WASHINGTON — A week after prominent technologists publicly slammed crypto for being too risky and unproven in a letter to Congresshuman rights defenders around the world have sent a rebuttal to U.S. lawmakers defending digital assets for the access they provide people in countries where “local currencies are collapsing, breaking up, or being cut off from the outside world.”
Some 21 human rights advocates from 20 different countries said in the letter that they relied on bitcoin and stablecoins, which allow in-and-out crypto trading without going through a bank, “as do tens of millions of others living under authoritarian regimes or unstable economies. »
The lobbying by US lawmakers comes as Congress considers laws that would regulate digital assets, which have been particularly volatile this year. The senses. Cynthia Lummis, R-Wyo, and Kirsten Gillibrand, D-NY, introduced legislation on Tuesday to create a regulatory framework for crypto markets. Because US lawmakers effectively set policy and standards for the world, a draconian response in Washington, DC, could have major repercussions across the world.
Beyond their use in trading and speculative investing, bitcoin and other cryptocurrencies have seen their usefulness increase in recent months as people from many different countries have sent tens of millions of dollars to the world. Ukraine via crypto payment rails to support the war effort and defense against Russia.
Meanwhile, Ukrainians fleeing the country were able to take their money with them in the form of cryptocurrency stored on a USB drive. A similar story unfolded in Afghanistan in August, when the Taliban took control of the country and banks there closed.
“Bitcoin provides financial inclusion and empowerment because it is open and permissionless,” the latest letter reads. “We are not industry financiers or professional lobbyists, but humanitarians and democracy advocates who have used bitcoin to help those at risk when other options have failed. »
The letter cites Nigeria, Turkey and Argentina as places where local currencies no longer function properly and where people need the relative stability of decentralized digital currency to protect themselves.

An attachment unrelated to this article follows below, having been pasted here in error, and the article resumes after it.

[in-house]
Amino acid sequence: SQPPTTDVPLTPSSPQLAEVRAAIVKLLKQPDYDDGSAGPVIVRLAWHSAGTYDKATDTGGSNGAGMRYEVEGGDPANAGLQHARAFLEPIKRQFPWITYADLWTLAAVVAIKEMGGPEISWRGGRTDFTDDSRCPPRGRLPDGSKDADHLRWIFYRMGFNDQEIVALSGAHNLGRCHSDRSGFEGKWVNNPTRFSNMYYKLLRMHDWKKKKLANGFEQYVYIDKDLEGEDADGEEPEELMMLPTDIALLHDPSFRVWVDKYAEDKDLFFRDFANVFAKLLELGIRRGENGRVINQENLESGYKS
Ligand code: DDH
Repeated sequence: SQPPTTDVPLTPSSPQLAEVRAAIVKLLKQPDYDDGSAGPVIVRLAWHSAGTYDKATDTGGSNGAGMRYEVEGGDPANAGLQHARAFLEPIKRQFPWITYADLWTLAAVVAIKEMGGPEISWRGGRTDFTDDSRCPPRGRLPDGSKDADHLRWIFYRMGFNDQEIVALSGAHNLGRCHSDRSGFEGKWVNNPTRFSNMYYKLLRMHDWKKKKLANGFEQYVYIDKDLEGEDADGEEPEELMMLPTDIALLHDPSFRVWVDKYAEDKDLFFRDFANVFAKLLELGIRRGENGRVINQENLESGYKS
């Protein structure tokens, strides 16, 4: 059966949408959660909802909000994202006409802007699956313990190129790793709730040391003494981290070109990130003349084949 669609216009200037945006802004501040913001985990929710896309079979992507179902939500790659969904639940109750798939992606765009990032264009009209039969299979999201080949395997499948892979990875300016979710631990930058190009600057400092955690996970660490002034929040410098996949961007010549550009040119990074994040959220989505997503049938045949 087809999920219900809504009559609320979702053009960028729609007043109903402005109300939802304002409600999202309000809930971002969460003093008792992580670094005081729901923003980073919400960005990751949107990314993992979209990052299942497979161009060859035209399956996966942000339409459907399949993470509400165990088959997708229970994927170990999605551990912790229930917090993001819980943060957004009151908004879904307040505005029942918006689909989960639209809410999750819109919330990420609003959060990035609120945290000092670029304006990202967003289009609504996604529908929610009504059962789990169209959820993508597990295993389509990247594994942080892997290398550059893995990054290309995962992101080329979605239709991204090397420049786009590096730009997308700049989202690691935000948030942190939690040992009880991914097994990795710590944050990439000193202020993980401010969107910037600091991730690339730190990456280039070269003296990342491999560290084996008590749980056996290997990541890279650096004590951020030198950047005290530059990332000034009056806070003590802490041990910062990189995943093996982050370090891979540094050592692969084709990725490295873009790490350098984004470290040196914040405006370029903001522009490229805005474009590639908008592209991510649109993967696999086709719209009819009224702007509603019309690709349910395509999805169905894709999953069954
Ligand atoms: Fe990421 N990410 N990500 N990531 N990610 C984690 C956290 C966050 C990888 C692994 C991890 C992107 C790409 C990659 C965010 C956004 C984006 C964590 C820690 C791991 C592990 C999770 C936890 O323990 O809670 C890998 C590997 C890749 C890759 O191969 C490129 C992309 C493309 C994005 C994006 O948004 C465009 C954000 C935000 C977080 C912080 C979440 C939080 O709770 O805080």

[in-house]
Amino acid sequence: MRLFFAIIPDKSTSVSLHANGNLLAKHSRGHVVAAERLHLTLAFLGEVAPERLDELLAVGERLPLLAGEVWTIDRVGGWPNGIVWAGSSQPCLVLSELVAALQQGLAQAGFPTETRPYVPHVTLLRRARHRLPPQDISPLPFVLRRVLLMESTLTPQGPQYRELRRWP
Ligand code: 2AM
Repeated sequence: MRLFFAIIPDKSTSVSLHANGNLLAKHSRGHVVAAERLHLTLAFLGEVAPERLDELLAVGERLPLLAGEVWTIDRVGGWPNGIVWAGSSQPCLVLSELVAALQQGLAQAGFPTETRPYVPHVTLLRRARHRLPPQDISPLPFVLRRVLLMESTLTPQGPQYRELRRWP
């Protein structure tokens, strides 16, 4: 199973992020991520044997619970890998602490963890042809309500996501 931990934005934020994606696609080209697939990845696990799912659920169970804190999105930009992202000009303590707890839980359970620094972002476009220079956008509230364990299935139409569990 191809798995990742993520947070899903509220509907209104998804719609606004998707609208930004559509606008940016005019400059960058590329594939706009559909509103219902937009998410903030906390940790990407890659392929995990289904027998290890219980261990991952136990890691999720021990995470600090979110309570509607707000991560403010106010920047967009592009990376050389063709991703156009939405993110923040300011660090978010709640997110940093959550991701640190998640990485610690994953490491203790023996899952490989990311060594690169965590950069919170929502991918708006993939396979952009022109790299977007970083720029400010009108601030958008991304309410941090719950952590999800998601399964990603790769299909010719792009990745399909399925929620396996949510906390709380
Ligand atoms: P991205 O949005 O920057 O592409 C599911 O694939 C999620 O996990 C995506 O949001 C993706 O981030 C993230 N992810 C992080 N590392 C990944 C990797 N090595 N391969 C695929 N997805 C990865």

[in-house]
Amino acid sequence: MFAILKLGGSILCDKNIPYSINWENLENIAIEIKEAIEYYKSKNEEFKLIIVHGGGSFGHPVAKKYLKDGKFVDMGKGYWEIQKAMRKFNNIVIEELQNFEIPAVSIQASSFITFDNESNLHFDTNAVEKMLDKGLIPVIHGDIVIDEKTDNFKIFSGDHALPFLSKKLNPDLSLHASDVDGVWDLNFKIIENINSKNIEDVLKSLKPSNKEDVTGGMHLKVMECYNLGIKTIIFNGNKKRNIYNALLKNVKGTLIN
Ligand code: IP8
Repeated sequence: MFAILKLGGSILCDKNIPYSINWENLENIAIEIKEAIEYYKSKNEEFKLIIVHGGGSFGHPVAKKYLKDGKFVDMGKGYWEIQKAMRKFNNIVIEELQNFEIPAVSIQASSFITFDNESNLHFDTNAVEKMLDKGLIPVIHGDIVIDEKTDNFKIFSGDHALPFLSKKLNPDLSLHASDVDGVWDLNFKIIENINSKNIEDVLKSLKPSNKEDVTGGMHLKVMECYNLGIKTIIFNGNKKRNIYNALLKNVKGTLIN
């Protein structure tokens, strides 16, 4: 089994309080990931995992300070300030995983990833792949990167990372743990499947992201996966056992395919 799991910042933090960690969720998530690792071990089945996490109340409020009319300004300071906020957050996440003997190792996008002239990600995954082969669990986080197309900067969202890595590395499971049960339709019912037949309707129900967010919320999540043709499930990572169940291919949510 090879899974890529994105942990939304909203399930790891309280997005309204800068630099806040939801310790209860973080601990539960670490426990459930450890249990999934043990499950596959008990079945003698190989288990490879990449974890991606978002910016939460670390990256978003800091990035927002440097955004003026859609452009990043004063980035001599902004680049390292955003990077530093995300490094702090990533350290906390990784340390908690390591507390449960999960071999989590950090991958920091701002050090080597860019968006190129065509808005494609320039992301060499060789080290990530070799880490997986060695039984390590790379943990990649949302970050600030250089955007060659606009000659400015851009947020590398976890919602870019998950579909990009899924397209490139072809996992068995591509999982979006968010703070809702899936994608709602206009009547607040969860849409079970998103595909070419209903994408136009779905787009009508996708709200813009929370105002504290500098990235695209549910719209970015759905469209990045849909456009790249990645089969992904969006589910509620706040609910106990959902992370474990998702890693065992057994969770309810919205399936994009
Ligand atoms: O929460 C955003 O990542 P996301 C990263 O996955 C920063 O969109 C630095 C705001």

Last week, a group of prominent technologists presented Congress with the opposite side of the story. They said the world was witnessing an increasing number of disasters “related to blockchain technologies and investments in crypto-assets”, and described these events as “the inevitable results of technology that is not designed for this purpose and will forever remain unsuitable as a foundation”. for large-scale economic activity.
Alex Gladstein, director of strategy at the Human Rights Foundation and one of the signatories of Tuesday’s letter, noted that 23 of the 25 people who wrote the anti-crypto letter are from the United States or Europe, ” where they profit from dollars and euros”.
Gladstein said bitcoin and stablecoins actually help save people from real humanitarian disasters in places like Lebanon and Venezuela.
“One could almost excuse the 25 technologists who wrote the anti-crypto letter for not understanding bitcoin’s global impact,” Gladstein said in an interview.
One of the 25 crypto reviewers was Tim Bray, who previously worked as a senior engineer at Amazon. He told CNBC that crypto has two major problems: “The technology isn’t very good,” and there’s a “culture of sleaze and rug draws and NFTs and ponzis” proliferating. NFTs, or non-fungible tokens, are digital collectibles that have skyrocketed in value and crashed at various times over the past year.
But Gladstein and his allies say that perspective comes from Westerners, who have never known “the horrors of monetary colonialism, misogynistic financial policy, frozen bank accounts, exploitative money transfer companies and the inability to connect to the global economy”.
“If Congress intends to restrict Americans’ ability to use bitcoin, they should be aware that doing so will have significant negative effects on the millions of people who rely on it around the world,” Gladstein said.
LOOK: Senator Lummis on the Crypto Oversight Bill and why stablecoins need to be backed by hard assets
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Human rights advocates say bitcoin is critical in authoritarian countries – Reuters News in France and abroad
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